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Picking a Webmaster

Your webmaster will become a part of your business team. When talking to a webmaster about designing your custom website you will want to ask questions and note which questions you are asked in return. I the photography industry it is common that you see fantastic photographers who are going broke. Wht? They are terrible business people. This truth is also true of webmasters.

As you start talking to web designers consider this list of questions and considerations.

  • Does the web designer have experience with your product line? Depending upon your product or industry this can be valuable. On the other hand don't make it a requirement. The internet provides three basic functions:

    A directory This is the search engine. Does the web designer have suggestions on how to get you into the search engines. This is more than what they do on your site and telling the search engines that you exist.

    Information Dispursal This is your online catalog or brochure. Once someone has found your website this is the presentation of your marketing and informational materials.

    Call to Action and Sales Once someone is on your site and has learned about your product this is the point they become a customer or strong prospect.

    A good web designer can provide these services for all kinds of products. What you need to ascertain is are they listening to you. Don't expect your web designer to be an expert in marketing your product, but they should have done some basic research into your industry and be prepared to offer some ideas.

  • What does the designers other sites look like? If the designer has done sites that have a similar look and feel to what you want then you know they can reproduce that for you. If they have not, present them with sites you have seen and see if they feel they can base your site on that one. Pay special attention to sites where the webmaster had complete artistic control. Company budget restraints often keep designers from creating the types of sites they really want to create.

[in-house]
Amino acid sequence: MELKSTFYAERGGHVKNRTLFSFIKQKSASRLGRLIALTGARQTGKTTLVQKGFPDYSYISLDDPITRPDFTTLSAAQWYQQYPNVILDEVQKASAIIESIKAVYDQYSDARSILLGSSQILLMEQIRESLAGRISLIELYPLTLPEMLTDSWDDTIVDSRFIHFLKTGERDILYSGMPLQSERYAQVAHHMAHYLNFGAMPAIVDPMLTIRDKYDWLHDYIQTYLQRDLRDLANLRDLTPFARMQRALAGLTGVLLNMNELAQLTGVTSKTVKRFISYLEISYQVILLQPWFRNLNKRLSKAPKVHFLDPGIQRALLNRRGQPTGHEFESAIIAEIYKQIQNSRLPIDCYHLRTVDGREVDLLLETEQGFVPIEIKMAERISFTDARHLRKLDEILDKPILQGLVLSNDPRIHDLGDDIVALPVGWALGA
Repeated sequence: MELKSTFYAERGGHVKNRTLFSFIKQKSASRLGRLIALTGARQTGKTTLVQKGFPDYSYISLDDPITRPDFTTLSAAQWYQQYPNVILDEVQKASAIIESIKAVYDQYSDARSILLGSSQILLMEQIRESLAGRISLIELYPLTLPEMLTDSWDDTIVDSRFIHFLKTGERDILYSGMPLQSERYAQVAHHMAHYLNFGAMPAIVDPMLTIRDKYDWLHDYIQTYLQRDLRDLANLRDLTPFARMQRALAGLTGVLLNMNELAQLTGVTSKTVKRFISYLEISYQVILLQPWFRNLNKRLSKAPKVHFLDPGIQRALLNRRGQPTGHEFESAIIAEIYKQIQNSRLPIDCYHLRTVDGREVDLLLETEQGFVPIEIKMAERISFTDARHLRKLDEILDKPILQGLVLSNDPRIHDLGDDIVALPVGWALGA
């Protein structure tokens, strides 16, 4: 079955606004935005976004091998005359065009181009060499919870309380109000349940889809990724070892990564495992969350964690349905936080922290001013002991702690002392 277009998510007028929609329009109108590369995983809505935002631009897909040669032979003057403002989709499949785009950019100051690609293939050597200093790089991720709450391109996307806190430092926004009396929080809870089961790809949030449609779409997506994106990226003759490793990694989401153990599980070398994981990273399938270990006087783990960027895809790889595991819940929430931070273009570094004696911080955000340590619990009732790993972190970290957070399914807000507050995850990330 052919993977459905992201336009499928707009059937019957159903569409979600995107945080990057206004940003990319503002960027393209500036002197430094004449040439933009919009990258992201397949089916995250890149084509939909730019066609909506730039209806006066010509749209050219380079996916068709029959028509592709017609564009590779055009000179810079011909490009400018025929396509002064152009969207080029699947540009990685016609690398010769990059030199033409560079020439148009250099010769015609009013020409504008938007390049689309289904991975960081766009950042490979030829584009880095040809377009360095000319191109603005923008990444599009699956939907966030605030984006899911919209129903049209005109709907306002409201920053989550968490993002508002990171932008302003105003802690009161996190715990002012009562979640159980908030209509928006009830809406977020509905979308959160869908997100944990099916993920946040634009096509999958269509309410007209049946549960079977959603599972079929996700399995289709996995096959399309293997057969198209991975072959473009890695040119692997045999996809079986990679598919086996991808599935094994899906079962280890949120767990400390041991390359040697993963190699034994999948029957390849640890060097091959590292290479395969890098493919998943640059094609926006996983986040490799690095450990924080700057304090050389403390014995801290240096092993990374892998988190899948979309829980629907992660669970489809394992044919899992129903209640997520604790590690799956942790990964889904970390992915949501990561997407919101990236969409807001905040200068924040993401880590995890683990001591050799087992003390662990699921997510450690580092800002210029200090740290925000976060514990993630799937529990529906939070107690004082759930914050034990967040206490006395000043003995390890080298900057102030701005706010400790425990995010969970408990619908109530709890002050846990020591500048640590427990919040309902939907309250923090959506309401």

Note on Flash: Some web designers love FLASH and feel that every site should be heavily FLASH based. Depending upon your industry this may or may not be a good choice. Ask the designer their opinion and also ask them to provide statistics on how FLASH is viewed by search industry and web usage trends. Many searh engines do not like FLASH because the content is hidden. There are work arounds to this limitation which the webmaster should discuss. Not all answers are clear cut. You will want to consider your customer base, product line, competitors, and budget.

  • Is the designer listening to you? Experiencded web designers know their jobs. Good web designers will understand that you know your business and have experience with what has worked for you or other associates in your business. Designers that spend more time talking to you than listening to you may not listen to you when they are on the clock.

  • Testing Who will be responsible for testing? Does the designer have a tester, are they testing it themselves, or is ityour responsibility. My recommendation is that you have someone in your company or a friend not associated with the project do the testing. Why? The people writing code will often test the way they expect it to be used.

  • Who owns the code? If the designer creates a great site and then moves on who will own the site code? Many designers will want to retain the copyright. Spell this out up front and make sure you get a copy of the sites code. If you want to keep 100% of the code rights spell that out up front because it could impact price.

  • Who Owns the Domain? When the business domain name is registered make sure your name is listed as the owner. This can save disputes later.

  • What other services are offered? Hosting, search engine optimization, link exchange and more are all additional services.

  • If the webmaster handles hosting what is included? Who handles support for email and down times.

  • Warranty? This sounds odd but little things will be found and crop up.

  • Pricing - Hourly Rate or Bid A bid is a nice round number that you can count on. Right? If the designer gives you a bid ask about spec changes and the cost. As the site evolves you will probably want to make tweaks. Find out how the specification changes will be handled. You will also want to ask how the charges are figured when working on the layout. Hourly bids do leave you open so if you agree to that gt some general ranges and ask to be notified when a request will push the time over the stated range.

  • What will the developer do to help your search engine rankings.

There are probably many more questions you should or could ask. In summary make sure the person fits with your needs, has the technical skill set, and get everything in writing. This will help keep you in a good relationship.